On with the cooking!

First, I should explain that I did not use canned beans for this recipe. As part of this week’s homework in the GNOWFGLINS e-course on traditional food preparation, we were to make beans from scratch. I bought some dried navy beans at Whole Foods yesterday, so to prepare for this recipe, I soaked 2/3 cup of dry beans in water with a tablespoon of raw apple cider vinegar. I soaked the beans overnight, then this morning, rinsed them and put them in the crock pot to cook on high for an hour then on low for 6 more hours. I added a thumb-sized chunk of kombu (a sea vegetable) to the crock pot during cooking to tenderize the beans and break down some of the sugars in them that tend to make them… gassy. Kombu also imparts some mineral goodness. By the time I was ready to cook dinner, the beans were ready to go.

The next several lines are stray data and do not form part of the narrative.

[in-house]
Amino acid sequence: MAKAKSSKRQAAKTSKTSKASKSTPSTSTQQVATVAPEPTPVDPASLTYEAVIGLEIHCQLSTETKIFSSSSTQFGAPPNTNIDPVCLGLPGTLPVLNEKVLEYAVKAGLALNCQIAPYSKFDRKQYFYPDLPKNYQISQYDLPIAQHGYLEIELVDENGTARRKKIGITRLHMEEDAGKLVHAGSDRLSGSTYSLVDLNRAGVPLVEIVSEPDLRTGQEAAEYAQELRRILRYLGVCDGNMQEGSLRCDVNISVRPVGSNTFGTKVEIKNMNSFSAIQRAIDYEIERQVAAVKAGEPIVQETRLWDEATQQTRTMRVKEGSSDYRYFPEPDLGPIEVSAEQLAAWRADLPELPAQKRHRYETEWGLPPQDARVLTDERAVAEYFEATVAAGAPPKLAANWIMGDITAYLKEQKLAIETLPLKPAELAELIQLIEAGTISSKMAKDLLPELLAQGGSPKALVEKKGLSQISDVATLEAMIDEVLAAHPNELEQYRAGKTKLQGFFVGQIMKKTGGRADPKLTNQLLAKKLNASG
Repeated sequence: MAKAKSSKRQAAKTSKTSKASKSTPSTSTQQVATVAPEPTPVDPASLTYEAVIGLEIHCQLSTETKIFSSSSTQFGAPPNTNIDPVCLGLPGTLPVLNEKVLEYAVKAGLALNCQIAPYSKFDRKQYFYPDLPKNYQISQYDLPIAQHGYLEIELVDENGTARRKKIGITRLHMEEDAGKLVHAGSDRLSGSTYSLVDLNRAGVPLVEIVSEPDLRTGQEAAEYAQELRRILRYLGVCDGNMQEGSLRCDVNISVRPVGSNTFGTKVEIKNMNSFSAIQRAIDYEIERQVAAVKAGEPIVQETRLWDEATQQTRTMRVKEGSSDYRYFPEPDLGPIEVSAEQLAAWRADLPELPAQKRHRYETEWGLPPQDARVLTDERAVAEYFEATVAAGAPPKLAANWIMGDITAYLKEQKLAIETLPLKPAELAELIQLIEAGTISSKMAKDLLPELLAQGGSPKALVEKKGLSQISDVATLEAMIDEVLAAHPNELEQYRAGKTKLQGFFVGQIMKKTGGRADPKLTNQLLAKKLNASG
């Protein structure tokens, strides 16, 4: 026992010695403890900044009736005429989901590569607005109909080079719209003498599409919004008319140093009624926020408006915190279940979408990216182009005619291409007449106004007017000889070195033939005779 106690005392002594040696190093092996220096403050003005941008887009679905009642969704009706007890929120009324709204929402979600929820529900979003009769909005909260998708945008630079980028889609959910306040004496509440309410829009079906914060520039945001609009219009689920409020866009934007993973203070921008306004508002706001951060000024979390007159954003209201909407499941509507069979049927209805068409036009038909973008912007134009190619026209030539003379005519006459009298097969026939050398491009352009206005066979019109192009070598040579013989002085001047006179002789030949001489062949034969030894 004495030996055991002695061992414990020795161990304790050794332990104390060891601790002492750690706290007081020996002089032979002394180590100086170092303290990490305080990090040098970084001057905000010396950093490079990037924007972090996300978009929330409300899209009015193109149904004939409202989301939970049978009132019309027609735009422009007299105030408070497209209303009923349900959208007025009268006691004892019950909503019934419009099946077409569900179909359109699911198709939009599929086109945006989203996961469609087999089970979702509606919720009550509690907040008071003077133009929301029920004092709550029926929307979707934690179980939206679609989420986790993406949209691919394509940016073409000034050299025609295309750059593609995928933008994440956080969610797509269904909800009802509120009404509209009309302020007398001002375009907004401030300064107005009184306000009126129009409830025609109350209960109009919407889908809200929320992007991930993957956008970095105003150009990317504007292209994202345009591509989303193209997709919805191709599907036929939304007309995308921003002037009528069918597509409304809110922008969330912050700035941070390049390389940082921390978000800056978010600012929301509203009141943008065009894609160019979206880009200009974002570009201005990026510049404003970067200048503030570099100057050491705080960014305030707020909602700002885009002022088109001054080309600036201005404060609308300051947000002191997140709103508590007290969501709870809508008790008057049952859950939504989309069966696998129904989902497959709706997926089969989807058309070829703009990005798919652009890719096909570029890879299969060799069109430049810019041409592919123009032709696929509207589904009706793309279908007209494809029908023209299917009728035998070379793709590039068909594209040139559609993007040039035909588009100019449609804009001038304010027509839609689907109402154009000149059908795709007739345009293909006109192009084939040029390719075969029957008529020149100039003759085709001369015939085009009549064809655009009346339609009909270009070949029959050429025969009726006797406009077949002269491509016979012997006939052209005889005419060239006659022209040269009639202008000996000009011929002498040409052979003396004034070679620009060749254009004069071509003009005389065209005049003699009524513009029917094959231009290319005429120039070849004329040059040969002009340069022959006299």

The next step was to chop up carrots and a sweet potato and stick ’em in the oven to roast. They didn’t look very exciting so I didn’t take a picture.

Up next: the stranger in my fridge, Kale. (No, not Kato). Here’s what it looked like, fresh from the bunch:

kaleThe recipe instructed me to pull the leaves from the stems. I wondered all the while if I was doing it right….

Peeling kale leaves from stemsI sure had a lot of kale…. the leaves reminded me of a cross between broccoli and seaweed. (Maybe I just had seaweed on the brain from my recent trip to Whole Foods).

Next I chopped up an onion and minced some garlic and sauteed them for a few minutes before throwing in the roasted carrots and sweet potato.